Microsoft Office 365 suite is considered as the Gold standard in the productivity space. Sure, there are rivals like Google G Suite and Kingsoft’s WPS Office, but nothing comes close to Office 365 in terms of the overall package. The gap continues to widen as Microsoft is pumping more add-ons in Word, PowerPoint, and Excel.
Microsoft offers a wide range of Office 365 plans. You can choose a relevant plan based on your needs, preference, usage, company size, and total employee members. It can get confusing. The Personal, Family, and Enterprise plans are straightforward.
If you aim to use Office 365 alone, then go with a personal plan. If you plan to share it with family members or friends, then pick the Family plan.
Office 365 Enterprise plans (E1, E3, E5) are ideal for medium to large companies with more than 300 employees.
Microsoft is pumping more add-ons in Word, PowerPoint, and Excel
That leaves us with Office 365 Premium plans. They are most suitable and one of the popular ones for small/medium-sized (less than 300 employees) companies. Office 365 Business plans are laid out in three categories: Business, Business Essential, and Business Premium. It can be confusing to pick the appropriate plan for your company.
In this post, we are going to compare Business Essential to Business Premium. I will also throw-in the mid-tier Business plan to help you make the decision.
The post will include what you get, which functionalities you lose, and how much it costs per month. Let’s jump in.
Let’s first talk about the similarities among all Office 365 Business plans.
Microsoft guarantees 99.9% of uptime for all its services during the subscription period. The consumer also gets IT-level web support and 24 x7 phone support.
Microsoft offers OneDrive for Business with every Office 365 Business plan.
The company has added a project management tool called Microsoft Planner in all Business and Enterprise plans. So that a company doesn’t need to pay for another project tool such as Trello or Asana and use the Microsoft Planner with tight integration with Office 365 at no extra cost.
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Office 365 Apps
Before choosing a plan, you should thoroughly survey and research about whether your company really needs Office 365 apps. If that shows a positive outlook, then you can check off the Business Essential plan from the list.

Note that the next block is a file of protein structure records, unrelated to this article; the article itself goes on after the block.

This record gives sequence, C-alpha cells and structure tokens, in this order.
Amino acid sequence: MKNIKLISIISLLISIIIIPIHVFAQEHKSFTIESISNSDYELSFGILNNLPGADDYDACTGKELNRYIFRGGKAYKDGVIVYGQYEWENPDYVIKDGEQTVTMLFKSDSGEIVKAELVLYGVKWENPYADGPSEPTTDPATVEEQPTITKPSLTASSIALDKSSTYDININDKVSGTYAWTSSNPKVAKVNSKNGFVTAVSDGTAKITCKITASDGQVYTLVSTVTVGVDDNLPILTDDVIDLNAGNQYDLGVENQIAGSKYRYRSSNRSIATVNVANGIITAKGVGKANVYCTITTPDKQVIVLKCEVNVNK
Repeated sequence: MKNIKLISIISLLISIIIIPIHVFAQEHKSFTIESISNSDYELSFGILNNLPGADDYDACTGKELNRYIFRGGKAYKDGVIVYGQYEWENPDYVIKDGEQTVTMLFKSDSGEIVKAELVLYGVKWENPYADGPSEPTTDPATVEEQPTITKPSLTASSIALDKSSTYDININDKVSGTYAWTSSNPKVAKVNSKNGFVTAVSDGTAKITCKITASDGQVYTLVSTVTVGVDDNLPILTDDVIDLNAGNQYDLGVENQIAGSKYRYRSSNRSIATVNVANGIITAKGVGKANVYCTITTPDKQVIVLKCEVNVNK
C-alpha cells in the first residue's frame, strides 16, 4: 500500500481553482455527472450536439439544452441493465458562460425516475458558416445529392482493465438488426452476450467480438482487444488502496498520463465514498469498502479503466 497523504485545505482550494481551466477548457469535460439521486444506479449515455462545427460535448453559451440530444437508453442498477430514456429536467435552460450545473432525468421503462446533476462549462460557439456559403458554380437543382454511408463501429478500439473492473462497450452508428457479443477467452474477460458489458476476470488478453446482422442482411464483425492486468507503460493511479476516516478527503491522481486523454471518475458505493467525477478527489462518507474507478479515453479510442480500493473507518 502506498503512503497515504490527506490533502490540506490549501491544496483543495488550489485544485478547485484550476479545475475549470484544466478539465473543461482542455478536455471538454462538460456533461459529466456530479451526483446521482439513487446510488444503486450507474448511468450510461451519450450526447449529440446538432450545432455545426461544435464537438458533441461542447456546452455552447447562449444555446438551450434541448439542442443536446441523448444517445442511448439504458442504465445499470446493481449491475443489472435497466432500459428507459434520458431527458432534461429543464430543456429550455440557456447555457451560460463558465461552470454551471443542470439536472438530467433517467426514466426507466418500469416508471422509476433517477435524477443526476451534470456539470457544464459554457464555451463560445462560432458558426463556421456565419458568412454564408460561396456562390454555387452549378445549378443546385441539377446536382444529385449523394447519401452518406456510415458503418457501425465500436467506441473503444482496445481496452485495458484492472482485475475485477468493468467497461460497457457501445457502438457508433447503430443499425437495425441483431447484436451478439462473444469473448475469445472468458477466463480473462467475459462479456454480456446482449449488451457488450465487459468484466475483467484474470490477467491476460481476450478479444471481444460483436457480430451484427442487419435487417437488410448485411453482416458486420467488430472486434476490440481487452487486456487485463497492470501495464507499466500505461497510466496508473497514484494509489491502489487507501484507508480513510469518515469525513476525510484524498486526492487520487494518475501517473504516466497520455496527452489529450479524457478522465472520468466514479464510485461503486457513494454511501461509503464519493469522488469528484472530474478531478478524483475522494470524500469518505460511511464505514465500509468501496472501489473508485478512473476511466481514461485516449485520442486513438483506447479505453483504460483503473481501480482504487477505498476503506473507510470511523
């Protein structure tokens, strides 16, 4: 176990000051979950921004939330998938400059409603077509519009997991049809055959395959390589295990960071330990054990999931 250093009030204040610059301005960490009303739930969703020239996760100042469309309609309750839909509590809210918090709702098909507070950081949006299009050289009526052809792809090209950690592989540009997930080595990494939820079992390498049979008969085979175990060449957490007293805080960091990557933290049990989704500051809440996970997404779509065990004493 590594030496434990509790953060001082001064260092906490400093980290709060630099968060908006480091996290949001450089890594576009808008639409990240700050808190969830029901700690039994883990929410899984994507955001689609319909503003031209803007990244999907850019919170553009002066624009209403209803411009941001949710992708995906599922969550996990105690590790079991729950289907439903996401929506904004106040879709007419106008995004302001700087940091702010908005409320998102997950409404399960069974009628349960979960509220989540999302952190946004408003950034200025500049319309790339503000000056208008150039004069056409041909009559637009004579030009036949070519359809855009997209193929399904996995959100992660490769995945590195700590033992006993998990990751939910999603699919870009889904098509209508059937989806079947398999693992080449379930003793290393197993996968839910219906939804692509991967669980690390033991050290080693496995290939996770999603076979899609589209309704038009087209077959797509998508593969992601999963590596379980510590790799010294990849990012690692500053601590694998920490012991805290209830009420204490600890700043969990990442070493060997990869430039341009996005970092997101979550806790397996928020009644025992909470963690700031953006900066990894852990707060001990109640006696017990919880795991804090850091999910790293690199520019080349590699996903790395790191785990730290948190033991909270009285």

The entry-level Business Essential plan doesn’t come with native Word, PowerPoint, and Excel apps. You will have to rely on Office Online apps to get the work done.
Both Business and Business Premium plans enable Office 365 native apps support.
Outlook Email and Calendar
Microsoft offers custom Outlook Email and Calendar integration to Business consumers.
Both the Business Essential and Premium subscribers get the Email and Calendar support to make the meetings and overall communication friction-free. The mid-tier Business plan drops the Email and Calendar support.
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While Microsoft has improved Office 365 apps, at the same time, they have added new tools to increase productivity. One such tool is Microsoft Teams.Microsoft used to offer Skype for Business for real-time communication to its office 365 subscribers.
The service never took off (Just look at Skype for Business ratings on iOS and Android). Slack came as a viable alternative for chat, email, and calendar. But the inclusion of Slack meant extra cost for companies, who are already paying for Office 365.
The search giant tried to buy Slack and backed off the idea to develop a new communication tool called Microsoft Teams. Microsoft Teams offers group video/voice calling, real-time messaging, and Office 365 integration for quick doc sharing. Both Business Essential and Premium plans come with Microsoft Team add-on.
The Office 365 Premium plan is left out with this addition.
Exchange and SharePoint
Microsoft offers Exchange servers to store and manage the company’s Email and Calendar data. The SharePoint tool lets you create websites, collaborate, and share information with other colleagues.
Both the services are included in Business Essential and Premium plans. And once again, it’s left out in the mid-tier Business plan.
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Let’s talk about price. The Office 365 Business Essential plan will cost you $5 per member per month. The Office 365 Business plan comes with an $8.25 price tag per member per month.
The Office 365 Business Premium is the costliest among three, and it will set you back by $12.5 per member per month. You can also customize plans based on different division’s requirements. You can purchase one plan for the sales and marketing team while opting for another plan for the R&D and production team.
The Business plans mentioned above are limited to 300 members per team. If the numbers go beyond that, then you will have to upgrade to Enterprise plans.
Which One You Should Use
The answer is simple. If you want all the goodies with no extraction, then go with Office 365 Business Premium plan.
Office 365 Business Essential excludes Office 365 native apps but adds the support for Microsoft Teams, Exchange Server, and SharePoint. The Office 365 Business plan at $8.25 per member is strictly meant for Office native apps and Outlook Email/Calendar integration.
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